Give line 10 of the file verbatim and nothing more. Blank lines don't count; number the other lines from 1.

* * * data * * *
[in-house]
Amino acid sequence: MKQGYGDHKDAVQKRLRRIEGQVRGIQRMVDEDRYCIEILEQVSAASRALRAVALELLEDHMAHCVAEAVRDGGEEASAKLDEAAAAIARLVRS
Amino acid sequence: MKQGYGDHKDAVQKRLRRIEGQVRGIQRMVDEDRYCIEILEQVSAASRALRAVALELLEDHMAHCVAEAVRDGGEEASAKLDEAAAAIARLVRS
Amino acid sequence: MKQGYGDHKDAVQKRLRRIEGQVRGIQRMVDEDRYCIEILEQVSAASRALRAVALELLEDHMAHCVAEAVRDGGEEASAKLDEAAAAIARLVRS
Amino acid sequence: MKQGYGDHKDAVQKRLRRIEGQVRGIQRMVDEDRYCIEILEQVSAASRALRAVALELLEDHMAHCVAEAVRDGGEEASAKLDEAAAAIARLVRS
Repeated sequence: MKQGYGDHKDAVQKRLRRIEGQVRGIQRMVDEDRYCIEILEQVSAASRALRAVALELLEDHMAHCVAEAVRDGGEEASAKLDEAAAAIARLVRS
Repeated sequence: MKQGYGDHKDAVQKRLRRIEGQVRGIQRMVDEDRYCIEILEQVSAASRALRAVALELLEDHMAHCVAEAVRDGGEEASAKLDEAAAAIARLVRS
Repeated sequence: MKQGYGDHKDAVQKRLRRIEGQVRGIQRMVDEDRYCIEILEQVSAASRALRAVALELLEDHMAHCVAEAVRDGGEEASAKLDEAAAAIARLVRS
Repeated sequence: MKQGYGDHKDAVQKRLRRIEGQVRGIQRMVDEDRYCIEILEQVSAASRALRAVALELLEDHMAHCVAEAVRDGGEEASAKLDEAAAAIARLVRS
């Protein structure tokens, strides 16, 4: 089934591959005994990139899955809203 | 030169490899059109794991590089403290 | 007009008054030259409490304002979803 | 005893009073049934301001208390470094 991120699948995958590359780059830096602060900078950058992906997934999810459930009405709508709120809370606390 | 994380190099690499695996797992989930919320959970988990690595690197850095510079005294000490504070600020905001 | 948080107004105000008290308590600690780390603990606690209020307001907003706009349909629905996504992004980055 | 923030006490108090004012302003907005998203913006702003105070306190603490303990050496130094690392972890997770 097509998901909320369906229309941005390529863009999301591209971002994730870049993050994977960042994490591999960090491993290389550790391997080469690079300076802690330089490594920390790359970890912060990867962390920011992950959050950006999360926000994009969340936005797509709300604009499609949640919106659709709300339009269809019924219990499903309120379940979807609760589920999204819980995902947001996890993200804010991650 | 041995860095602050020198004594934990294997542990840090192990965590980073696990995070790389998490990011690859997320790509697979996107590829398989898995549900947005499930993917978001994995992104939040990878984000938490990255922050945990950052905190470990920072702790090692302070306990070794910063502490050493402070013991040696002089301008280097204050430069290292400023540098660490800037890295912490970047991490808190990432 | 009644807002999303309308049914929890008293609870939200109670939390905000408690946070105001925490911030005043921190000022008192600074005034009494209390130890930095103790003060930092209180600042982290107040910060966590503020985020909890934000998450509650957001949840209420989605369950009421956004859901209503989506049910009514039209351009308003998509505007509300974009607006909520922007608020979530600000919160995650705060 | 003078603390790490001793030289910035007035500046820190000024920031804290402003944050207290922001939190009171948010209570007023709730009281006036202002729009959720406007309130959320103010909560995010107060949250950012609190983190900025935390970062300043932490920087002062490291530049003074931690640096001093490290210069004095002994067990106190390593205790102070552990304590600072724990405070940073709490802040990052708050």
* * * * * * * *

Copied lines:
């Protein structure tokens, strides 16, 4: 089934591959005994990139899955809203 | 030169490899059109794991590089403290 | 007009008054030259409490304002979803 | 005893009073049934301001208390470094 991120699948995958590359780059830096602060900078950058992906997934999810459930009405709508709120809370606390 | 994380190099690499695996797992989930919320959970988990690595690197850095510079005294000490504070600020905001 | 948080107004105000008290308590600690780390603990606690209020307001907003706009349909629905996504992004980055 | 923030006490108090004012302003907005998203913006702003105070306190603490303990050496130094690392972890997770 097509998901909320369906229309941005390529863009999301591209971002994730870049993050994977960042994490591999960090491993290389550790391997080469690079300076802690330089490594920390790359970890912060990867962390920011992950959050950006999360926000994009969340936005797509709300604009499609949640919106659709709300339009269809019924219990499903309120379940979807609760589920999204819980995902947001996890993200804010991650 | 041995860095602050020198004594934990294997542990840090192990965590980073696990995070790389998490990011690859997320790509697979996107590829398989898995549900947005499930993917978001994995992104939040990878984000938490990255922050945990950052905190470990920072702790090692302070306990070794910063502490050493402070013991040696002089301008280097204050430069290292400023540098660490800037890295912490970047991490808190990432 | 009644807002999303309308049914929890008293609870939200109670939390905000408690946070105001925490911030005043921190000022008192600074005034009494209390130890930095103790003060930092209180600042982290107040910060966590503020985020909890934000998450509650957001949840209420989605369950009421956004859901209503989506049910009514039209351009308003998509505007509300974009607006909520922007608020979530600000919160995650705060 | 003078603390790490001793030289910035007035500046820190000024920031804290402003944050207290922001939190009171948010209570007023709730009281006036202002729009959720406007309130959320103010909560995010107060949250950012609190983190900025935390970062300043932490920087002062490291530049003074931690640096001093490290210069004095002994067990106190390593205790102070552990304590600072724990405070940073709490802040990052708050």